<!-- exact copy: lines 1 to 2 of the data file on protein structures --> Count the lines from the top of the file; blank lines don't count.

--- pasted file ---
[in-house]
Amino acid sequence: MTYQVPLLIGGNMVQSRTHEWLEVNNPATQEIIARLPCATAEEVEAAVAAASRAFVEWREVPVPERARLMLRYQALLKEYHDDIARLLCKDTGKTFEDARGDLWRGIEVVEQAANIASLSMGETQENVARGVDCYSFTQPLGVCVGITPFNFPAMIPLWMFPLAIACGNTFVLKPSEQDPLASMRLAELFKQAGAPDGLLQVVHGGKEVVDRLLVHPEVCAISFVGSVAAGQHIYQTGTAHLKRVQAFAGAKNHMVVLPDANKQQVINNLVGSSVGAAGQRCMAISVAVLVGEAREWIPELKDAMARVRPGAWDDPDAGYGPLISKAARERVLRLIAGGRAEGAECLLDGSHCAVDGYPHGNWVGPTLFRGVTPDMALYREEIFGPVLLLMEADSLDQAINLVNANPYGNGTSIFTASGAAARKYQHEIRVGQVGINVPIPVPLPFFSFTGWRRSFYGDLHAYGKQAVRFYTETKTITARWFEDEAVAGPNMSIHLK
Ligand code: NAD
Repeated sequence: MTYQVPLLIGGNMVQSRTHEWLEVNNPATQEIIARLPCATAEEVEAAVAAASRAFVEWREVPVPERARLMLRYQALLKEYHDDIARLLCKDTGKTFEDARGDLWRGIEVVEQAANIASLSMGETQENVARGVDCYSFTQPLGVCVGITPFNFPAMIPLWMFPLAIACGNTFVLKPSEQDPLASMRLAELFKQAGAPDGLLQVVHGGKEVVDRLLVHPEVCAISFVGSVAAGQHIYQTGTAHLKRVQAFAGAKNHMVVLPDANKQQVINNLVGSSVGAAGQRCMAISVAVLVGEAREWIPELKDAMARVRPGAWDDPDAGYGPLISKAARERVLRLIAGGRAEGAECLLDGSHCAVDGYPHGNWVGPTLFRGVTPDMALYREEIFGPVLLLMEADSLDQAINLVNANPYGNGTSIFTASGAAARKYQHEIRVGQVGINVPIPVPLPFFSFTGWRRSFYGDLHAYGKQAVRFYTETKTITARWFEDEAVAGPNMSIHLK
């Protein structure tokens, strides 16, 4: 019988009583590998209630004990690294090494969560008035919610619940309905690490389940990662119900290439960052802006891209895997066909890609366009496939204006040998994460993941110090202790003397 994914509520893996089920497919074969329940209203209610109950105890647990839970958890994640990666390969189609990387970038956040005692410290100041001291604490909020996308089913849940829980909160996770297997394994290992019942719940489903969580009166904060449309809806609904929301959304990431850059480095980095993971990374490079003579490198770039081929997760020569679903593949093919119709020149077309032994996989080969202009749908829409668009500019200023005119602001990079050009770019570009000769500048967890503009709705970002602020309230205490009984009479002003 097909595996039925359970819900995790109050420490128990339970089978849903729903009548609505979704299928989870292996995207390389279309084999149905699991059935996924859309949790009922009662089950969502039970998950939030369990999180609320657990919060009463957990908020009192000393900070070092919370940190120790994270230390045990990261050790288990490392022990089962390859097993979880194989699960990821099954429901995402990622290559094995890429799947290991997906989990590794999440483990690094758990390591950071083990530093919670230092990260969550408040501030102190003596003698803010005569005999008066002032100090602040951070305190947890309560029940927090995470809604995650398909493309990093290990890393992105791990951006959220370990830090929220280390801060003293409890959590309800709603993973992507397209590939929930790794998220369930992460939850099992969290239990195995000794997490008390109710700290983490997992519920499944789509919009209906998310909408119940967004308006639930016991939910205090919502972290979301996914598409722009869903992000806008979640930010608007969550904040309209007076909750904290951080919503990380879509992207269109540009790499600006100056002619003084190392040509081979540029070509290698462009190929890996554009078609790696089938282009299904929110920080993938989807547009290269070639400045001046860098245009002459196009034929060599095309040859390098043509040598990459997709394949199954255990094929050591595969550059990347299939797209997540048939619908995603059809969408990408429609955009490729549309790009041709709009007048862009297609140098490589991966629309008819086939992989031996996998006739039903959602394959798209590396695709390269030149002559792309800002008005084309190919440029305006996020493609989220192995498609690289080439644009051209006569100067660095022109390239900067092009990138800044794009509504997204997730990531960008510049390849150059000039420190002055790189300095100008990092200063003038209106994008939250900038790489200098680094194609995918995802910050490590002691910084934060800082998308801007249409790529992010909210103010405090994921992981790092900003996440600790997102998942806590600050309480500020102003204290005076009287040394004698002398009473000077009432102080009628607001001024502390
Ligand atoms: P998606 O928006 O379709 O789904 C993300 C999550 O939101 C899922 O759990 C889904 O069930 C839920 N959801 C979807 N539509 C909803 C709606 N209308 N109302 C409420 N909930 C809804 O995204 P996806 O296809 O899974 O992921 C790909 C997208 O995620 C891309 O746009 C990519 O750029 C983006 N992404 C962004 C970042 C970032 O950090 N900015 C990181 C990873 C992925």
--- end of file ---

[in-house]
Amino acid sequence: MTYQVPLLIGGNMVQSRTHEWLEVNNPATQEIIARLPCATAEEVEAAVAAASRAFVEWREVPVPERARLMLRYQALLKEYHDDIARLLCKDTGKTFEDARGDLWRGIEVVEQAANIASLSMGETQENVARGVDCYSFTQPLGVCVGITPFNFPAMIPLWMFPLAIACGNTFVLKPSEQDPLASMRLAELFKQAGAPDGLLQVVHGGKEVVDRLLVHPEVCAISFVGSVAAGQHIYQTGTAHLKRVQAFAGAKNHMVVLPDANKQQVINNLVGSSVGAAGQRCMAISVAVLVGEAREWIPELKDAMARVRPGAWDDPDAGYGPLISKAARERVLRLIAGGRAEGAECLLDGSHCAVDGYPHGNWVGPTLFRGVTPDMALYREEIFGPVLLLMEADSLDQAINLVNANPYGNGTSIFTASGAAARKYQHEIRVGQVGINVPIPVPLPFFSFTGWRRSFYGDLHAYGKQAVRFYTETKTITARWFEDEAVAGPNMSIHLK